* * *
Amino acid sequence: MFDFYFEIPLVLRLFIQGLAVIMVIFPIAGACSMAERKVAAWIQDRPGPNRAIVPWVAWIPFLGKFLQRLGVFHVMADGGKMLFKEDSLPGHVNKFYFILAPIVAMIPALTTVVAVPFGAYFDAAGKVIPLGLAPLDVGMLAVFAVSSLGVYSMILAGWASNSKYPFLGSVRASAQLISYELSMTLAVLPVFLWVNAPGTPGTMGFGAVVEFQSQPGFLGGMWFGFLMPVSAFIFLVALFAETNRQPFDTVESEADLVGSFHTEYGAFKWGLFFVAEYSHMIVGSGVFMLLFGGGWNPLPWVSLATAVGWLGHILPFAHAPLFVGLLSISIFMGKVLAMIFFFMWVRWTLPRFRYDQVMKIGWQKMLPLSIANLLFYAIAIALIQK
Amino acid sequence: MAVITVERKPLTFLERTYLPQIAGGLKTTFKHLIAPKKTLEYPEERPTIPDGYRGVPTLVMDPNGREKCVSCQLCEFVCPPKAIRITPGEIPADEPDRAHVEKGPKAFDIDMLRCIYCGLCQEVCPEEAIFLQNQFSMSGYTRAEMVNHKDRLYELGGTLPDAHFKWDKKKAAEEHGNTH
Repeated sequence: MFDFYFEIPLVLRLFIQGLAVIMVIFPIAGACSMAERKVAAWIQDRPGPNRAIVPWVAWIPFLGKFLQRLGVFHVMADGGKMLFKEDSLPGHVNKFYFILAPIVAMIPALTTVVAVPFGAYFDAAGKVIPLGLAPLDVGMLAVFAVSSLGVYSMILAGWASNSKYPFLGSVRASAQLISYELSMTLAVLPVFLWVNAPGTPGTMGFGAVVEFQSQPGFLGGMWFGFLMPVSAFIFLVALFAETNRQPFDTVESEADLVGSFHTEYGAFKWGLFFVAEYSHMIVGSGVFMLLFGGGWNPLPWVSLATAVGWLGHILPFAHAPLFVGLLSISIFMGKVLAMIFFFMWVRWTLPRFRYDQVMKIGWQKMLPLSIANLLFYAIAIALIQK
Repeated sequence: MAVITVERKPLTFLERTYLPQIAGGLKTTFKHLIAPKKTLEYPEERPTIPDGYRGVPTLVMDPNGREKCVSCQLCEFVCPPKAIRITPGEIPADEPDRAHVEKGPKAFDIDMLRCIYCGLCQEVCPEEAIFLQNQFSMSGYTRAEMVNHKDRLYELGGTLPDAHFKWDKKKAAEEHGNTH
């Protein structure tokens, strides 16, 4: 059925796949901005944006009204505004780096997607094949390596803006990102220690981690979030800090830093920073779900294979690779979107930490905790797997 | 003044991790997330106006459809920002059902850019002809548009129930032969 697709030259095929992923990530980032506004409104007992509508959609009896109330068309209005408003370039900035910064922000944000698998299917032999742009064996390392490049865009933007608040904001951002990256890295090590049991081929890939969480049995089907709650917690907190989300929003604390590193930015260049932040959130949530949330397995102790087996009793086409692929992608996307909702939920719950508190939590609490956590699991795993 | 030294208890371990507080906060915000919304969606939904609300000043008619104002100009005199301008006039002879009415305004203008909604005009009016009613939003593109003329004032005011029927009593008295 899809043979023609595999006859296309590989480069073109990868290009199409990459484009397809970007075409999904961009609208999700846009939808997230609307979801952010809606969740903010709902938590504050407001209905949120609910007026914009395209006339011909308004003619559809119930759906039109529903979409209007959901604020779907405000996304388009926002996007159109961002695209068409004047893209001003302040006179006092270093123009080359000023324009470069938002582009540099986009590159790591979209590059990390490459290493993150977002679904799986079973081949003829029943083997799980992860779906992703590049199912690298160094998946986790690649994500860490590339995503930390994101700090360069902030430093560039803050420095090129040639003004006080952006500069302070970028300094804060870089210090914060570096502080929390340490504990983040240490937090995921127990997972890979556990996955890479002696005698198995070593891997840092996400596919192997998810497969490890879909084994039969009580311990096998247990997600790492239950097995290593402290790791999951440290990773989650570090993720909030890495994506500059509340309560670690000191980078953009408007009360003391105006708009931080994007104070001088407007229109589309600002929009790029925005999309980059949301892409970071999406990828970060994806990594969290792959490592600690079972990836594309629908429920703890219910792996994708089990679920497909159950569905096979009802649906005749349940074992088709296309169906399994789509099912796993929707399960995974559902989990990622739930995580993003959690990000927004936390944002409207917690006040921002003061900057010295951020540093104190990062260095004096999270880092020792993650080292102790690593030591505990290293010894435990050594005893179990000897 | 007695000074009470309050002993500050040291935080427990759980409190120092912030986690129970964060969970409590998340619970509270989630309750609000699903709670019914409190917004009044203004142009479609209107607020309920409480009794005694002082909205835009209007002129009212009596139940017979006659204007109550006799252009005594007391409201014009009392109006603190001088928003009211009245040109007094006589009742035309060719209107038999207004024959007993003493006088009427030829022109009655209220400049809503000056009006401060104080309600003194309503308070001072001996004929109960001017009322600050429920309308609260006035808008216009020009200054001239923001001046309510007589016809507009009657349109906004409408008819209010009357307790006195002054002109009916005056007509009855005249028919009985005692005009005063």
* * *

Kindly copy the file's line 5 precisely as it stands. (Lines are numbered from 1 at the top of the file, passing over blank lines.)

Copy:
């Protein structure tokens, strides 16, 4: 059925796949901005944006009204505004780096997607094949390596803006990102220690981690979030800090830093920073779900294979690779979107930490905790797997 | 003044991790997330106006459809920002059902850019002809548009129930032969 697709030259095929992923990530980032506004409104007992509508959609009896109330068309209005408003370039900035910064922000944000698998299917032999742009064996390392490049865009933007608040904001951002990256890295090590049991081929890939969480049995089907709650917690907190989300929003604390590193930015260049932040959130949530949330397995102790087996009793086409692929992608996307909702939920719950508190939590609490956590699991795993 | 030294208890371990507080906060915000919304969606939904609300000043008619104002100009005199301008006039002879009415305004203008909604005009009016009613939003593109003329004032005011029927009593008295 899809043979023609595999006859296309590989480069073109990868290009199409990459484009397809970007075409999904961009609208999700846009939808997230609307979801952010809606969740903010709902938590504050407001209905949120609910007026914009395209006339011909308004003619559809119930759906039109529903979409209007959901604020779907405000996304388009926002996007159109961002695209068409004047893209001003302040006179006092270093123009080359000023324009470069938002582009540099986009590159790591979209590059990390490459290493993150977002679904799986079973081949003829029943083997799980992860779906992703590049199912690298160094998946986790690649994500860490590339995503930390994101700090360069902030430093560039803050420095090129040639003004006080952006500069302070970028300094804060870089210090914060570096502080929390340490504990983040240490937090995921127990997972890979556990996955890479002696005698198995070593891997840092996400596919192997998810497969490890879909084994039969009580311990096998247990997600790492239950097995290593402290790791999951440290990773989650570090993720909030890495994506500059509340309560670690000191980078953009408007009360003391105006708009931080994007104070001088407007229109589309600002929009790029925005999309980059949301892409970071999406990828970060994806990594969290792959490592600690079972990836594309629908429920703890219910792996994708089990679920497909159950569905096979009802649906005749349940074992088709296309169906399994789509099912796993929707399960995974559902989990990622739930995580993003959690990000927004936390944002409207917690006040921002003061900057010295951020540093104190990062260095004096999270880092020792993650080292102790690593030591505990290293010894435990050594005893179990000897 | 007695000074009470309050002993500050040291935080427990759980409190120092912030986690129970964060969970409590998340619970509270989630309750609000699903709670019914409190917004009044203004142009479609209107607020309920409480009794005694002082909205835009209007002129009212009596139940017979006659204007109550006799252009005594007391409201014009009392109006603190001088928003009211009245040109007094006589009742035309060719209107038999207004024959007993003493006088009427030829022109009655209220400049809503000056009006401060104080309600003194309503308070001072001996004929109960001017009322600050429920309308609260006035808008216009020009200054001239923001001046309510007589016809507009009657349109906004409408008819209010009357307790006195002054002109009916005056007509009855005249028919009985005692005009005063």